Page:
In early July, Kelly and Rob Martin noticed their 13-day-old son, Jaxon, slept through two feedings. Even in his first weeks of life, he faithfully ate every three hours. But he was becoming “inconsolable.”
“He was getting really, really fussy, making weird noises when we touched his abdomen and crying a lot,” Kelly Martin, 34, of Mineola, New York, told TODAY. “Even though we only had him for a couple weeks, we felt like we knew him.”
Their 2-year-old daughter had a low-grade fever, and they thought Jaxon had the same bug. But when his breathing became labored, they took him to the hospital and learned the reason why their newborn was struggling: He had parechovirus.
“I’d never heard of parechovirus, so it was definitely not even on my radar,” Kelly Martin said. “I thought if anything maybe the heat was affecting him.”
Lethargic, fussy and refusing to eat
Jaxon was born on June 19 after an uneventful pregnancy.
“We were commenting how good of a baby he had been,” Rob Martin, 34, told TODAY. “The pregnancy was great. We were like, ‘Wow, this is incredible.’”When their daughter was born, she needed to be in the neonatal intensive care unit. They felt thrilled that they'd left the hospital with Jaxon without any complications. In early July, though, he slept through some feedings, struggled to breathe and cried uncontrollably. Over a sleepless night, Rob and Kelly Martin watched him, fretting about what to do.
“We knew something was off. He was wheezing. He seemed like he was in pain, and it was troublesome. It wasn’t normal,” Rob Martin said. “As soon as that fever hit, we were like, ‘Let’s go.’”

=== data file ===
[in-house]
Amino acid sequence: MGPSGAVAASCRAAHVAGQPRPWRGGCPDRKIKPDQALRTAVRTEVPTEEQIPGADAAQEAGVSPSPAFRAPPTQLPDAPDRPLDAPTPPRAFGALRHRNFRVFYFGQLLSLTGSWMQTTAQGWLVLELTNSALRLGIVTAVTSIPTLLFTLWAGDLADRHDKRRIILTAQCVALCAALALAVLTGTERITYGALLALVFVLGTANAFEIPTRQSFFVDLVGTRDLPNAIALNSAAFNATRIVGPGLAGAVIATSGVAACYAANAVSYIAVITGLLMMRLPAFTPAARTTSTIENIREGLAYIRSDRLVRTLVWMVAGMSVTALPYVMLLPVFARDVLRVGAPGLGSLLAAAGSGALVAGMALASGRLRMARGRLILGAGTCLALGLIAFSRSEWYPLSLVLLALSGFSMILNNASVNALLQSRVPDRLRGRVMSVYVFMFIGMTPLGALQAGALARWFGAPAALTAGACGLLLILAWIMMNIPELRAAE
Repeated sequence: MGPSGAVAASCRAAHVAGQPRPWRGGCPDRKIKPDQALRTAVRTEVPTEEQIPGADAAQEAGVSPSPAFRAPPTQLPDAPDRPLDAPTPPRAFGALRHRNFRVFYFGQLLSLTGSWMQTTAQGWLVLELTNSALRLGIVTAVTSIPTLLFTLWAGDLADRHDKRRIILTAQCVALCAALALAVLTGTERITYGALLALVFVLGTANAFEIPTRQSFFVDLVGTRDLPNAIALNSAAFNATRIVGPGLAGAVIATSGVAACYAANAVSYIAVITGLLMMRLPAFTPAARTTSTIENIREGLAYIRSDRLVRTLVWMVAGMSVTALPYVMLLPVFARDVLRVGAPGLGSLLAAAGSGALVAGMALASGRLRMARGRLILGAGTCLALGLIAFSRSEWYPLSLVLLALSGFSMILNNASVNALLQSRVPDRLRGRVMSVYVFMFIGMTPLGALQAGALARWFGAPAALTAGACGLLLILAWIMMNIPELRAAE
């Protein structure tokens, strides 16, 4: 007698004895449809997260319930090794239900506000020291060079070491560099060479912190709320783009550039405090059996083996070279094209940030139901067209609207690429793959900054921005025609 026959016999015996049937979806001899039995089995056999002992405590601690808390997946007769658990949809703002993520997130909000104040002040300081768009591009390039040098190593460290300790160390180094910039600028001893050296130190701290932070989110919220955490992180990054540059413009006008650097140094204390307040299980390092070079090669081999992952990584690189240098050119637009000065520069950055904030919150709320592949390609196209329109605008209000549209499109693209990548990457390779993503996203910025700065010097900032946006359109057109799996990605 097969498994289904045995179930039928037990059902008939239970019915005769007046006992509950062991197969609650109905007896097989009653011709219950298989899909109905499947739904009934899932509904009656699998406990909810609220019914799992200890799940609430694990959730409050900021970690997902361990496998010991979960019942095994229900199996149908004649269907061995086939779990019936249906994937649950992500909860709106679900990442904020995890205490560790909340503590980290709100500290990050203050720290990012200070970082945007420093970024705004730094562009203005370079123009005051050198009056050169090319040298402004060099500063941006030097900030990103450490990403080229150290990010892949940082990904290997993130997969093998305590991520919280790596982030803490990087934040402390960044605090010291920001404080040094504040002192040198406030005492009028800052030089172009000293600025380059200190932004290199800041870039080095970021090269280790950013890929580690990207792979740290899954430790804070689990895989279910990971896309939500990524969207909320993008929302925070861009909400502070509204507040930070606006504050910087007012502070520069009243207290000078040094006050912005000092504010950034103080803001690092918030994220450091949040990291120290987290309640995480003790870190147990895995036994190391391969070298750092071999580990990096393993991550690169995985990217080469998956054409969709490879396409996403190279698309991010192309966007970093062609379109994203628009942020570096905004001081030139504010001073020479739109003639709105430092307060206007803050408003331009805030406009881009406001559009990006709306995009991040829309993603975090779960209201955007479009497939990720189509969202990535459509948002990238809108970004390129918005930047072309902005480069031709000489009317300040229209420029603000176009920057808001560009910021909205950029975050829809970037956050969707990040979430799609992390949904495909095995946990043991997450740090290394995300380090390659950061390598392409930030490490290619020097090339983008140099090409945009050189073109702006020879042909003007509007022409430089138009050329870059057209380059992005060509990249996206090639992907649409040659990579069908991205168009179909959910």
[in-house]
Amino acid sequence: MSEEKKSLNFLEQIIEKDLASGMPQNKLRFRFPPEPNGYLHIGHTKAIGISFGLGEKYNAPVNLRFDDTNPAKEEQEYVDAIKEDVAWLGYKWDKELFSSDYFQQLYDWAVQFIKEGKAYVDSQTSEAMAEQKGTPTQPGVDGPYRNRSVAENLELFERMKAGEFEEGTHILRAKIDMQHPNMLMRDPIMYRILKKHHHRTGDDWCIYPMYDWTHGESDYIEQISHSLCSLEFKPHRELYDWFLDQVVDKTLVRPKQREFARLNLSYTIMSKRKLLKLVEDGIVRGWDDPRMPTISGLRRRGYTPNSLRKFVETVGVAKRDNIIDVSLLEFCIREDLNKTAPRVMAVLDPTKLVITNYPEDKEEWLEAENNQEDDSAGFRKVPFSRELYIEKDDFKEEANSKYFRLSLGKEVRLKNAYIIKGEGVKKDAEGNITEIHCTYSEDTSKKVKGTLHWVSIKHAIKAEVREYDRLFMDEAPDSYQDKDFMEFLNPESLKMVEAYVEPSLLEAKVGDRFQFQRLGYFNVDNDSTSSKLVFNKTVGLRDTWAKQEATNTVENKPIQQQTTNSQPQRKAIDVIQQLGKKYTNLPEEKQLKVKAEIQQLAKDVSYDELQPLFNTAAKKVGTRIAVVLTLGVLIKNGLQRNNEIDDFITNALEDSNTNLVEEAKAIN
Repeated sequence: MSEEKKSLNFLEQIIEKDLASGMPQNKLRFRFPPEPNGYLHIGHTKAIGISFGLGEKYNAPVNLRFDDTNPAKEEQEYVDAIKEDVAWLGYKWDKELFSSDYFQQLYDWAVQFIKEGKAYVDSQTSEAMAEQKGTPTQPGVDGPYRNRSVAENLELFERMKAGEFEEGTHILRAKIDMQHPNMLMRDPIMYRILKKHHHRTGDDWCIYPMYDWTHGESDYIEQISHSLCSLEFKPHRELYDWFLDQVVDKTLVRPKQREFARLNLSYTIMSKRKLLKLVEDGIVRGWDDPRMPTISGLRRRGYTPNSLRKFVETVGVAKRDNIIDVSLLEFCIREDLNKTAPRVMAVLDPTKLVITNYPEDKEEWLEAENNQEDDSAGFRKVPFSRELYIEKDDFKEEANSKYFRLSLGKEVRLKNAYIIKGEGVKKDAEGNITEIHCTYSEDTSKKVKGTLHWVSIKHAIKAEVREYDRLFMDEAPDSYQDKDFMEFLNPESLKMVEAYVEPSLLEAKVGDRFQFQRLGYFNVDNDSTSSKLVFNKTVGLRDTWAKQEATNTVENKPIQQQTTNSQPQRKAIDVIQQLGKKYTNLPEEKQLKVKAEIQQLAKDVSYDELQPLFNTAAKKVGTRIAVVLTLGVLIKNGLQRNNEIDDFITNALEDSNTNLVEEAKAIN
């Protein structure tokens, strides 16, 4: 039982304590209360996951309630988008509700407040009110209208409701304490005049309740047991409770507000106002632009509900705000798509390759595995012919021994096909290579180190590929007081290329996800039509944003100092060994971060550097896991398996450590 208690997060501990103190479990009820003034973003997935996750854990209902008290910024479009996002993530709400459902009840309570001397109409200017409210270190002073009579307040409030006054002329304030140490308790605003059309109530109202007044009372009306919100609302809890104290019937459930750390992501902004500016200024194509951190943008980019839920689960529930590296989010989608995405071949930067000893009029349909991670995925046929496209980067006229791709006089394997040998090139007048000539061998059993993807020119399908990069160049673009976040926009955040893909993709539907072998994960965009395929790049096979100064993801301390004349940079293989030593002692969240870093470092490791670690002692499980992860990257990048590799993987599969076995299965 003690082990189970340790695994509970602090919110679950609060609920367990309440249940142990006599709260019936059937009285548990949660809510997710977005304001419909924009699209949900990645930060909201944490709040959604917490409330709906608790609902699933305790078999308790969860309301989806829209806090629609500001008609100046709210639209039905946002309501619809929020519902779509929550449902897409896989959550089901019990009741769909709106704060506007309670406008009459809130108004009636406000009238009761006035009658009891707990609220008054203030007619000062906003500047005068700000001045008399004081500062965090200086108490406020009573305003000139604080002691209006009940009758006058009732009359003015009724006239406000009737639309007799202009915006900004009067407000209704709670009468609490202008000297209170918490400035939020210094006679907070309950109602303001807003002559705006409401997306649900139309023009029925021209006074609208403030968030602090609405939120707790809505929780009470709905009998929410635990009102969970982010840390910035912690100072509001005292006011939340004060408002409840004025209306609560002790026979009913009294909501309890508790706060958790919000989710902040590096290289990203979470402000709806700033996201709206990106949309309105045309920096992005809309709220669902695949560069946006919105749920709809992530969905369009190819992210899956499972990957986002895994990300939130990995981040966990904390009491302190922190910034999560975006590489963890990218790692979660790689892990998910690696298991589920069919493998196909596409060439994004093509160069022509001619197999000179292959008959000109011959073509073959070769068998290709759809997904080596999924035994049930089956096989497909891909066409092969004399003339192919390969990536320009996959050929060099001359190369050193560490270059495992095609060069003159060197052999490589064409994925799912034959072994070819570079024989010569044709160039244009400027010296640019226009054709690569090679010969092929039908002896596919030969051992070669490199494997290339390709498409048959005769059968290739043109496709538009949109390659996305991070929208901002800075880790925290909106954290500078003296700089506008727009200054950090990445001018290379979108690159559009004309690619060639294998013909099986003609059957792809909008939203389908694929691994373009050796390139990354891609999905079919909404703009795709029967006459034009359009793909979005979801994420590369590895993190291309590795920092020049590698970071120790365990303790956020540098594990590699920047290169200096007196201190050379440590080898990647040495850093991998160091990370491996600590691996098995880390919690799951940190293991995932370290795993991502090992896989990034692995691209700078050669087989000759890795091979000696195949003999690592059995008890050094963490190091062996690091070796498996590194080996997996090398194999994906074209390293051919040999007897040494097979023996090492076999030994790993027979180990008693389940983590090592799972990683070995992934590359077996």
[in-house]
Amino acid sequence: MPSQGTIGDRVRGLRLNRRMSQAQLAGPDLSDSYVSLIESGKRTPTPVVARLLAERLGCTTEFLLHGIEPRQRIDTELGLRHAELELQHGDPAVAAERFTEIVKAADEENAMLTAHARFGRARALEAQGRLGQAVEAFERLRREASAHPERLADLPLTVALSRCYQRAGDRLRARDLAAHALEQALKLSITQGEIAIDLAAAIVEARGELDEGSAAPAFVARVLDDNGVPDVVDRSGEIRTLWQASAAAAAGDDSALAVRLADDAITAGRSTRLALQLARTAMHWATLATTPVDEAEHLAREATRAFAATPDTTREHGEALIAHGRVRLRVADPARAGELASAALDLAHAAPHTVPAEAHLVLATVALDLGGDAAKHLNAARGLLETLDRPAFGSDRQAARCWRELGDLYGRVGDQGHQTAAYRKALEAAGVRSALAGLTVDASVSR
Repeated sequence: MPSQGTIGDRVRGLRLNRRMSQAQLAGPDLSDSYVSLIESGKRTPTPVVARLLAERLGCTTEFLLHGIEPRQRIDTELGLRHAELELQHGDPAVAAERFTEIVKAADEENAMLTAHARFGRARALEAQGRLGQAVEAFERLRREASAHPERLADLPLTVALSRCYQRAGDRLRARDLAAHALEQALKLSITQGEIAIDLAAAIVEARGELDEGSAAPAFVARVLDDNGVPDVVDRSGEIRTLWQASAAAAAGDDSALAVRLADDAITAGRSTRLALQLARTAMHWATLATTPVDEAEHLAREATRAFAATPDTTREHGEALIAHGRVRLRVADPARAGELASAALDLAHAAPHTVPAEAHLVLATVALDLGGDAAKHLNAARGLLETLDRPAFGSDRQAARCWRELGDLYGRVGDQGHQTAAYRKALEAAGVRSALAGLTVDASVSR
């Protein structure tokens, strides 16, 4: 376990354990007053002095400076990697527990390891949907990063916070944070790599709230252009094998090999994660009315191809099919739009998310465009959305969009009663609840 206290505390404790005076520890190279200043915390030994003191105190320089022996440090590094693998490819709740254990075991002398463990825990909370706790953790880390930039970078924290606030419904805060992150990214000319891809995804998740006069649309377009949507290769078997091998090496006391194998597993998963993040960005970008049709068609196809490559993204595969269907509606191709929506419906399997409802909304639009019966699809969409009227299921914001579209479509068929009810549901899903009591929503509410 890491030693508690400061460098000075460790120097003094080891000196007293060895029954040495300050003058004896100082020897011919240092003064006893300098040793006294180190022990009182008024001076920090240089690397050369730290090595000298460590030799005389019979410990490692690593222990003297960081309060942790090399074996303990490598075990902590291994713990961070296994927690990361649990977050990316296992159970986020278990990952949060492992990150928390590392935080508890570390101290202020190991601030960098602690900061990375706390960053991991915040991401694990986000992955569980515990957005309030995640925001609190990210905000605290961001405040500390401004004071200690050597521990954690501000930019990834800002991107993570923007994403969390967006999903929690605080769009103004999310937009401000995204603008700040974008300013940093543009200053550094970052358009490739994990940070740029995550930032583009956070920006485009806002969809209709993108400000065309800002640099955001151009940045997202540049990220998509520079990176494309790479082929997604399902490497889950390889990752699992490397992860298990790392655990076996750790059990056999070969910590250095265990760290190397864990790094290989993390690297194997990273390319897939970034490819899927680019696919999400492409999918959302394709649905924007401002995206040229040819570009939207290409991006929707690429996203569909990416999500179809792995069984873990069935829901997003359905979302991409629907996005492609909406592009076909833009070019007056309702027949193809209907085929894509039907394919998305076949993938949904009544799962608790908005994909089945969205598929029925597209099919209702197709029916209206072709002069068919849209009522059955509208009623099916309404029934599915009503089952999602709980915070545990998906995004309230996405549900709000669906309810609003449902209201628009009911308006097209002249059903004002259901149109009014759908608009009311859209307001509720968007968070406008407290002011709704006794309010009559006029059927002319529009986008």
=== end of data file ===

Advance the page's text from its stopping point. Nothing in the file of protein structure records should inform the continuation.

At the time, they thought he had the same cold as his sister and that the heat affected him. Still, they knew a doctor should examine Jaxon.
“Everything’s more amplified when they’re young because the immune system is not there,” Rob Martin said.
The hospital admitted him and tried to take blood to test it. They struggled to find a vein because he was dehydrated. Instead, they did a spinal tap.
“I’m crying, very upset,” Kelly Martin recalled. “It came back as viral meningitis.”
Jaxon had parechovirus meningoencephalitis, swelling of the brain or its lining caused by the parechovirus. The staff kept assuring them that treatment would take 48 hours and then they could return home. They went home to pack a bag for the stay, and Jaxon's health worsened dramatically.
“They had to intubate him,” Kelly Martin said.
What is parechovirus?
In July, the U.S. Centers for Disease Control and Prevention issued a health alert that parechovirus, a common childhood virus, was circulating in multiple states throughout the country. In older children, it often leads to a cold, and parents never learn that it's what caused their child’s sniffles. In newborns, it can be severe.
Two weeks after the warning, the CDC issued a report on a cluster of 23 infants in Tennessee who developed parechovirus meningoencephalitis from April 12 to May 24. All but one of the babies were hospitalized, and while most recovered, two have lingering complications, including seizures and hearing loss.
“Parechovirus is a type of ... respiratory virus,” Dr. Chantal Bruno, pediatric critical care physician at NYU Langone Hospital — Long Island, told TODAY. “There’s really no way for parents to specifically know what virus their child has.”
Signs of a parechovirus infection in infants include:
- Difficulty breathing
- High fever
- Poor feeding
“Not every baby needs to come specifically to the emergency department,” Bruno said. “But (they should go) to a medical provider for an evaluation."